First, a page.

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Holtzclaw Institute @ Hinds-Utica

A Humanities Initative at Hinds Community College, Utica.

Humanities Class Explores Tuskegee Roots

This semester’s research trip in our Introduction to Humanities was centered around our visit to the Tuskegee archives. Students were able to explore the connections between Booker T. Washington and William H. Holtzclaw that we’ve discussed in class through a hands-on tour of the campus. Tuskegee archivist Dana Chandler and assistant director Cheryl Ferguson rooted students’ museum visits in the archival collection, with a moving presentation of the story of the Carver meteorite, along with a presentation on the importance of the archives in understanding the African American experience. While the students were touring Tuskegee sites, the Humanities faculty met with our counterparts at Tuskegee to discuss future partnerships.

See below for photo galleries from our trip!

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Whitney Plantation Offers Glimpse of Slavery

In partnership with the Hinds-Utica leadership class, our humanities students had the opportunity to visit the Whitney Plantation in Wallace, LA. Students were able to learn quite a bit from the only plantation museum in Louisiana focused on the slave experience. Jeffery Fairley, a sophomore majoring in biology/pre-med summed up his experience this way:

Today, I and a few other students had the gracious opportunity to go to the Whitney Plantation in Wallace, Louisiana, and might I say… it was amazing. I have gone to this particular plantation over the summer, but this experience beats the summer’s experience hands down. Today, due to the lax time constraints, I was able to ask more questions, view the property better, and most importantly, digest the mean of this experience. Visiting this place became a heart wrenching experience for me due to the cruelty that took place on such beautiful grounds. Just knowing that I was walking on the land that my fellow brethren use to work in order to keep the masters pocket book happy, saddens me. Just walking through the tour forced me to become teary-eyed a few times, due to the overwhelming emotions that I was experience. The portion of the tour that truly hit home was the Name Wall, the wall were the slaves name were written in print for all to see and speculate forced me to realize that slavery was real and that it was so close to the place I call home. Seeing common names on the board that meant so much to me, like Aaron, Marie, and Baptiste. Knowing president day people who possessed these names deepened my understanding of the unoriginality that existed both today, and back then. I have always heard that there was nothing new under the sun, but that parable never had any effect on me until viewing those names on that wretched wall for all to see and marvel. The institution of slavery sickens me, and I am very thankful for the opportunity that students like me are able to fully understand and visit sites like this to cement the learning of this demeaning practice.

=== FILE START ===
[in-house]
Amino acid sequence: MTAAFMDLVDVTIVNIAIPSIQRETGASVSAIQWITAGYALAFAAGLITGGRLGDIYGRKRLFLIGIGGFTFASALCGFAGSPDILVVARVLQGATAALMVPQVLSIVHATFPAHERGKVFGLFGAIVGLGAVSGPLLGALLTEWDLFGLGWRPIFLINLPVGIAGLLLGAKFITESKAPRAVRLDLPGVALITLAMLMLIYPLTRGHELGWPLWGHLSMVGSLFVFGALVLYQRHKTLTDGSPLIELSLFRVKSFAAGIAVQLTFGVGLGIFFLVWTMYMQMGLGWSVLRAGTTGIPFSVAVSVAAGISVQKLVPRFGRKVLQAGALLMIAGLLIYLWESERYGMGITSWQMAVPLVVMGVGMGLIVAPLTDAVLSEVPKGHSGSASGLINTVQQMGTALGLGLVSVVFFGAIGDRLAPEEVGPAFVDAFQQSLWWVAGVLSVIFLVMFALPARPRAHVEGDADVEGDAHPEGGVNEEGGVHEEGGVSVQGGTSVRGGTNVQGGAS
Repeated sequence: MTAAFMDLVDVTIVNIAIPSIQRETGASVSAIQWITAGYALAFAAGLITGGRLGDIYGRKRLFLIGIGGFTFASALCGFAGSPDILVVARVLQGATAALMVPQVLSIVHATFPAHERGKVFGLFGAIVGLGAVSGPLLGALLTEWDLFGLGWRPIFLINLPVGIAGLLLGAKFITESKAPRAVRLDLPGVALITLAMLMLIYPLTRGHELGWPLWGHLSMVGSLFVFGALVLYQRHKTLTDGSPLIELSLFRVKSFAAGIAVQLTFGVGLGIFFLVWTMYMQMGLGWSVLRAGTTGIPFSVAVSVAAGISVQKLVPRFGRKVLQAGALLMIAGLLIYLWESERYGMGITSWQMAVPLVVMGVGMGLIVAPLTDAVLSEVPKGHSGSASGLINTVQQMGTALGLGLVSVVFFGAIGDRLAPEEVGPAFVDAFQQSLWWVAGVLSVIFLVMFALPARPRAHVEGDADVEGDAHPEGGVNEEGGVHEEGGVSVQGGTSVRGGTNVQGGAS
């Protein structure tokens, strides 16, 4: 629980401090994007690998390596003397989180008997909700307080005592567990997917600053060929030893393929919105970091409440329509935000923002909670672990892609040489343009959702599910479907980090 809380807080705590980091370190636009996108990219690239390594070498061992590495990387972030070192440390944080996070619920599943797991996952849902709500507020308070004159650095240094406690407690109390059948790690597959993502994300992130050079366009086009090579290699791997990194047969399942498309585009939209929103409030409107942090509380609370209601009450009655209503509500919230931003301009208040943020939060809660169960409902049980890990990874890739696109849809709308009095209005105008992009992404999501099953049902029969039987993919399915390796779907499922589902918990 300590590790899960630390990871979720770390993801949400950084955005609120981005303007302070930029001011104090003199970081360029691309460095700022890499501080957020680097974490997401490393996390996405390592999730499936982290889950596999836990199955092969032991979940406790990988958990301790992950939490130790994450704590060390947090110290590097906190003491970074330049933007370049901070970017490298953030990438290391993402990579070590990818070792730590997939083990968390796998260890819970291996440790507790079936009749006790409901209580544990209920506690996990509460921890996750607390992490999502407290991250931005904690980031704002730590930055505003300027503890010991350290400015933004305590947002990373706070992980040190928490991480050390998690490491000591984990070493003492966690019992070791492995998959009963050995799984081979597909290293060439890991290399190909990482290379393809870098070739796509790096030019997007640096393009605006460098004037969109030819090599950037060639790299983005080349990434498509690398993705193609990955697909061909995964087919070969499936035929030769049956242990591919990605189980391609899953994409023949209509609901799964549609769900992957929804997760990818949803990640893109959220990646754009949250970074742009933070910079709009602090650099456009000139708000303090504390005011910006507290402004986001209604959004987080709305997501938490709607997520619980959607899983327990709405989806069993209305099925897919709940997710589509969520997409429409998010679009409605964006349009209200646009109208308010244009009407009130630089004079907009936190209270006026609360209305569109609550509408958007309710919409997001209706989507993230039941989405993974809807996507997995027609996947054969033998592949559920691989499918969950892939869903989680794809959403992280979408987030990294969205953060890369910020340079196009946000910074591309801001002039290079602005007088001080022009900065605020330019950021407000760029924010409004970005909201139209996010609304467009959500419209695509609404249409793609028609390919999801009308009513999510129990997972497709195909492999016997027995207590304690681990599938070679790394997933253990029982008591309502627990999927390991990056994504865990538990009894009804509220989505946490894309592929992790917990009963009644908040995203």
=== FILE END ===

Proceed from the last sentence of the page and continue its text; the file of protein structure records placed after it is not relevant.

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Holtzclaw Lecture: Alysia Steele’s Delta Jewels!

Join us on Wednesday, October 25th for our annual Holtzclaw Lecture, featuring photojournalist and journalism professor Alysia Burton Steele. Steele, a journalism professor at the University of Mississippi, will be discussing her oral history project and book, Delta Jewels: In Search of My Grandmother’s Wisdom. Hear the story behind the making of the book featuring stories from African American elder women, who share poignant highlights of their lives during the Jim Crow-era Mississippi.  The talk begins at 1pm in the Amphitheater on the Utica Campus.

Inaugural Summer Institute Kicks Off